Throwback Thursday: 5 Old-School Money-Saving Tips That Still Work
While ever-improving technology has brought about great convenience when it comes to our financial needs - like mobile and online banking, remote check deposits, and budgeting apps - supplementing the most savvy financial options with some tried-and-true "ancient" methods of money management might just be the key to saving even more of our hard-earned dollars and feeling even more comfortable with our finances in general.
Try these old-school money-saving tips to get the most out of your dough.
A quick swipe here, a rushed signature or PIN there – sure, cards are a fast and clutter-free way to pay, but using only cash for certain purchases, even for a short period of time, might just be the switch you need to get back on track with your spending.
Handling physical bills and seeing exactly how much you're handing over and exactly how much you're getting back can be a major eye-opener. Try withdrawing a set amount of cash – say, $50 – from your account at the beginning of the week. Vow to use this, and only this, to pay for small, day-to-day purchases like your morning cup of coffee, lunch, a movie ticket, your bus pass, and so on. We guarantee you'll become quite aware of just how quick it goes and will (hopefully) be inspired to change your spending habits. | Related: How to Live on $50 a Week
Keep the Change
Pennies and nickels and dimes might not seem like much (admit it, how many times have you passed one by as it lies in the parking lot?) but they really do add up. Regularly tossing your spare change into a designated area at home can result in dollars over the course of time. Say you stash away 25 cents a week for a year – that's $13 saved. A dollar a week in change? That's a spare $52 – a trip to the grocery or full tank of gas – and then some! | Related: Quick Money Tip: Keep the Change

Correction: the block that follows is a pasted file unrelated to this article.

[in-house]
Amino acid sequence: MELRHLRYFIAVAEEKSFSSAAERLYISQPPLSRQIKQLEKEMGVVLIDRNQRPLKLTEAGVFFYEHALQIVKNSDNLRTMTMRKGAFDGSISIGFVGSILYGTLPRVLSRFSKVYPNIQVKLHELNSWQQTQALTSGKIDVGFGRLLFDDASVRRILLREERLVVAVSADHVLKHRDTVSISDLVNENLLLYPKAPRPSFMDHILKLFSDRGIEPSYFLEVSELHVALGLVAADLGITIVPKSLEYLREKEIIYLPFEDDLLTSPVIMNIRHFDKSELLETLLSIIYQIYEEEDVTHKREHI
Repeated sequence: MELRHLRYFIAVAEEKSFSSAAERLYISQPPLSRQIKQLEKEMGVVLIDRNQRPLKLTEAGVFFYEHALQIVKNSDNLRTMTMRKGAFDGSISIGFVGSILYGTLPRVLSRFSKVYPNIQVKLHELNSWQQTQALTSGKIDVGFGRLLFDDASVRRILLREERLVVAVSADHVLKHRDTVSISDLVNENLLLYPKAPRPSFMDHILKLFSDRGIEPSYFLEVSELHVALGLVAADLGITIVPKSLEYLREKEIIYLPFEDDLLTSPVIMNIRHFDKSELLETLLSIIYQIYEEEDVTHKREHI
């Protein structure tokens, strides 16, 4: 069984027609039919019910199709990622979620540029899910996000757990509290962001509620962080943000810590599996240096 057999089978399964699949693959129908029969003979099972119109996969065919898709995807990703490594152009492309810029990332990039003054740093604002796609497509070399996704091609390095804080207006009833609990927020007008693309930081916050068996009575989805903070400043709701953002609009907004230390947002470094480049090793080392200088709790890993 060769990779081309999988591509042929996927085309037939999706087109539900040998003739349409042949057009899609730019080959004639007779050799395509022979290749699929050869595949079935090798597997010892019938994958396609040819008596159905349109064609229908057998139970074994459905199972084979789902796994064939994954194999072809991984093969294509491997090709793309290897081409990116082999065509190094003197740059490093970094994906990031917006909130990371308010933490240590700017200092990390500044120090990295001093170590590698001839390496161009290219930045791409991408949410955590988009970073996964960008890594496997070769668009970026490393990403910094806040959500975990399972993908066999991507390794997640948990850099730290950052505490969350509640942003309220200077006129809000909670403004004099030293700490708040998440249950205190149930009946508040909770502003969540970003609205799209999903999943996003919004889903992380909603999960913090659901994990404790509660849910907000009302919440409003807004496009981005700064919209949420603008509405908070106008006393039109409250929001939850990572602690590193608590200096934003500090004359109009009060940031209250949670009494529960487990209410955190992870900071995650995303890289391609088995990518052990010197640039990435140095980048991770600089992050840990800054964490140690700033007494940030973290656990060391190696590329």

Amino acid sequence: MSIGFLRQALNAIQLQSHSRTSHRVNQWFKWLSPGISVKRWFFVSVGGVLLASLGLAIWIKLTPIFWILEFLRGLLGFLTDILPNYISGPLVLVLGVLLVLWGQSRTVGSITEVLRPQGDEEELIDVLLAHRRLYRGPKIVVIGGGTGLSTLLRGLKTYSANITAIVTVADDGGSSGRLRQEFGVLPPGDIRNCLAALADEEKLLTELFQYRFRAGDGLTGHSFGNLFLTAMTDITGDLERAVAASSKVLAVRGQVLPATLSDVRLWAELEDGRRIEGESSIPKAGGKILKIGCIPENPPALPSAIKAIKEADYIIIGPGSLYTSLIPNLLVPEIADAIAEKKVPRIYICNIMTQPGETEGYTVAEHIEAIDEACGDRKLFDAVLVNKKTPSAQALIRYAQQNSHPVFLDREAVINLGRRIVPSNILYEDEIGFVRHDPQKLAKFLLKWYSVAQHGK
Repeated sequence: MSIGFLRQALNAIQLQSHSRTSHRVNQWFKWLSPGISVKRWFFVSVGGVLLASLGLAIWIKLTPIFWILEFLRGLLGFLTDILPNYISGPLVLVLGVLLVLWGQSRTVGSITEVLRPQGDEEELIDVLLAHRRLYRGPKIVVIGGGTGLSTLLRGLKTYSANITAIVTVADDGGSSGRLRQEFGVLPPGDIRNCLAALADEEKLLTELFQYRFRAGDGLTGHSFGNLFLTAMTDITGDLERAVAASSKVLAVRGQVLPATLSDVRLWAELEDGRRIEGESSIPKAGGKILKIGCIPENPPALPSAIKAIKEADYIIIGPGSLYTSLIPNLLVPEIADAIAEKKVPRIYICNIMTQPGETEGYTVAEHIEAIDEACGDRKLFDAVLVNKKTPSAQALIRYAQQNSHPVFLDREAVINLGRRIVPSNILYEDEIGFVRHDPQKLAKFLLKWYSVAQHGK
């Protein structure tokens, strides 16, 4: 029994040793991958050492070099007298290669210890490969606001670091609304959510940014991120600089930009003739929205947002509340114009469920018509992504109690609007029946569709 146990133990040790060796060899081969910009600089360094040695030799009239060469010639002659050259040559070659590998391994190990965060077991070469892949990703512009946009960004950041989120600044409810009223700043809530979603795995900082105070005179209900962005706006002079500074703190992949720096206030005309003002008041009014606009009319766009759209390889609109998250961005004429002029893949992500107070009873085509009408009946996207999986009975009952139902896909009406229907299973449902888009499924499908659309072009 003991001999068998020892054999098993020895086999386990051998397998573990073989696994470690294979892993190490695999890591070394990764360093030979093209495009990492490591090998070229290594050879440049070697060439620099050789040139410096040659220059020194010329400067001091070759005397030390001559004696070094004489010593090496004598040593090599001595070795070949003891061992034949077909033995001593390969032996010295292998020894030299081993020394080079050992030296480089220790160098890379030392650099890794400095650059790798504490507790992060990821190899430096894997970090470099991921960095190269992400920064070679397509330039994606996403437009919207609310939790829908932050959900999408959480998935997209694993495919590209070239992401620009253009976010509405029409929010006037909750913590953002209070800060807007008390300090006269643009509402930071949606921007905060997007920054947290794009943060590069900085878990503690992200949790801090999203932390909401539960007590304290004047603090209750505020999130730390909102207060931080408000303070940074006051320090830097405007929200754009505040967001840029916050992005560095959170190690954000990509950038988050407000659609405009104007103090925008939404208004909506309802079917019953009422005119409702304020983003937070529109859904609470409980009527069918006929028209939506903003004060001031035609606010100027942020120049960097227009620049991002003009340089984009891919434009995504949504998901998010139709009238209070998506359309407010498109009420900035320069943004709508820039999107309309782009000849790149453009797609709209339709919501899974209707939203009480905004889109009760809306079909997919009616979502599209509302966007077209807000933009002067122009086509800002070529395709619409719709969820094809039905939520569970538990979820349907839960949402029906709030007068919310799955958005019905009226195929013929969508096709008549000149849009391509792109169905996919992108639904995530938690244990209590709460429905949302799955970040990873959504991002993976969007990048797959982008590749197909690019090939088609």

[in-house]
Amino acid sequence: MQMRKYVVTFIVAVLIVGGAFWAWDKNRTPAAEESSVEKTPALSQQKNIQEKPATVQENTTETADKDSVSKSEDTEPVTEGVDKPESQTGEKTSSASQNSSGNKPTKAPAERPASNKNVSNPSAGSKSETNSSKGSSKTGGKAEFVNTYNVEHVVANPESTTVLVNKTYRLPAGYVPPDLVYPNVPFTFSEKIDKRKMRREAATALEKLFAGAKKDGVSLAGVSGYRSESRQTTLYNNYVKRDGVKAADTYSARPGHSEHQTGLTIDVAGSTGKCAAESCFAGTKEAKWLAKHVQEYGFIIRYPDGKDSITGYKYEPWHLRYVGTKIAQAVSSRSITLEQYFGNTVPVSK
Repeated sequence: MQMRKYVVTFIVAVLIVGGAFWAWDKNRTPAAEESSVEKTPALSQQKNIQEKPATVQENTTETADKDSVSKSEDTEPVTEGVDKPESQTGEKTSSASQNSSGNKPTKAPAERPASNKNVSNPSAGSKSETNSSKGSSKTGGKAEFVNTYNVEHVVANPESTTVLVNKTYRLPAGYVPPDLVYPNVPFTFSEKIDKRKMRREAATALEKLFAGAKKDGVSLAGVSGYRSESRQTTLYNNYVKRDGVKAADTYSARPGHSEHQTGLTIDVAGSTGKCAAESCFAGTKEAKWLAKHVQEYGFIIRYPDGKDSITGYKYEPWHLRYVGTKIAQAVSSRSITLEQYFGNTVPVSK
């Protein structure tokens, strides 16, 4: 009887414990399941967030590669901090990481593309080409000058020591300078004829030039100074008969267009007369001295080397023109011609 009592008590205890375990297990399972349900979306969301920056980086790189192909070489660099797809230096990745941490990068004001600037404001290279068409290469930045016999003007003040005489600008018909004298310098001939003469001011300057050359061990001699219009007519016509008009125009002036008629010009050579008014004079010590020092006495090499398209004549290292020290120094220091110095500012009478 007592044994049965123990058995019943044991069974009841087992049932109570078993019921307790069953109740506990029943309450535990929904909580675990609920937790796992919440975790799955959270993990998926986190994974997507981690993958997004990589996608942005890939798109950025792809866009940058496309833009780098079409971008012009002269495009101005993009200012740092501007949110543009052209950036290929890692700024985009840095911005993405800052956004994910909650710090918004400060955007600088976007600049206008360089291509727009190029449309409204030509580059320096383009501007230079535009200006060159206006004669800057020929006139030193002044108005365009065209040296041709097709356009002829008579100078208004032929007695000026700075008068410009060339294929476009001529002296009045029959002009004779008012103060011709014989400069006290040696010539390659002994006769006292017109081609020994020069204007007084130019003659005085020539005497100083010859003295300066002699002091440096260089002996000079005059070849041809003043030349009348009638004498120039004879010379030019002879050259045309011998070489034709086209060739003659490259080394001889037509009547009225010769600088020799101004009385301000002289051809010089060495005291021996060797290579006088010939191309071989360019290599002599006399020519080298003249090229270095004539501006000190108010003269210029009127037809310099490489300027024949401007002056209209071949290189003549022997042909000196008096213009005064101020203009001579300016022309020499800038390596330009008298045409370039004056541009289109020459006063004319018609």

Although, for the sake of convenience, most of your banking can be done online and on your mobile device, making sure you befriend your nearest branch is crucial to building a relationship that could potentially save you money and stress in the future.
Regularly popping into your financial institution to make a deposit, ask about a special offer, or simply to say hello is a great way to create a relationship in which the service representatives know you, your family, and your situation well enough that they can more easily catch any suspicious activity on your accounts, get in touch with you about any new products, services, or offers they know will benefit you, or simply make it easier and more enjoyable when it comes to sitting down to have those often stressful money conversations with someone you trust. | Our locations.
Keep it Local
Banking with a smaller, local institution means more focus on you. Credit unions have the added benefit of being not-for-profit, which means, unlike banks, they aren't working to appease shareholders and can give more money and time back to the membership. In addition to offering lower rates and fees, credit unions also work to provide members – and the public – with financial literacy. That is, education on the financial products and services you use, as well as general money management advice – to keep you on top of your money matters. | Learn more.